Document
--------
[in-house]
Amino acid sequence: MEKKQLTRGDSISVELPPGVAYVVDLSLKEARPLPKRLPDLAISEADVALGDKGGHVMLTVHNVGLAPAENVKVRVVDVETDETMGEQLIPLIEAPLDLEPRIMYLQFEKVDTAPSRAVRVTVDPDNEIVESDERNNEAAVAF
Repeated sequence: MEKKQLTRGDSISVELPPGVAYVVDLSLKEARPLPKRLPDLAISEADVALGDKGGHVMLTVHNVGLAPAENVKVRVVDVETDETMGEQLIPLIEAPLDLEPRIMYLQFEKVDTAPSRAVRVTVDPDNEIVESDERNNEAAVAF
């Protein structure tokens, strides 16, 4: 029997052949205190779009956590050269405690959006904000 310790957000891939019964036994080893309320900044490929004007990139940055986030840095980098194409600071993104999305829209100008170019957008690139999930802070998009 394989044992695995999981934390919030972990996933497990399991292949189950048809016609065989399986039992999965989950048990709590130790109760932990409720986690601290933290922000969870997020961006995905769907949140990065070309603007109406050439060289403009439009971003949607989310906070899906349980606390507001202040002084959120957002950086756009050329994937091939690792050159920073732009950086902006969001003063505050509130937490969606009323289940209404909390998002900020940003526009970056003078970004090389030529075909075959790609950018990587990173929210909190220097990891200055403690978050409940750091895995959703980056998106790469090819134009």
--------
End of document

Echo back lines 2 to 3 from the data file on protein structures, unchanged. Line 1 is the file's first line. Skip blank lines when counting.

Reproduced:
Amino acid sequence: MEKKQLTRGDSISVELPPGVAYVVDLSLKEARPLPKRLPDLAISEADVALGDKGGHVMLTVHNVGLAPAENVKVRVVDVETDETMGEQLIPLIEAPLDLEPRIMYLQFEKVDTAPSRAVRVTVDPDNEIVESDERNNEAAVAF
Repeated sequence: MEKKQLTRGDSISVELPPGVAYVVDLSLKEARPLPKRLPDLAISEADVALGDKGGHVMLTVHNVGLAPAENVKVRVVDVETDETMGEQLIPLIEAPLDLEPRIMYLQFEKVDTAPSRAVRVTVDPDNEIVESDERNNEAAVAF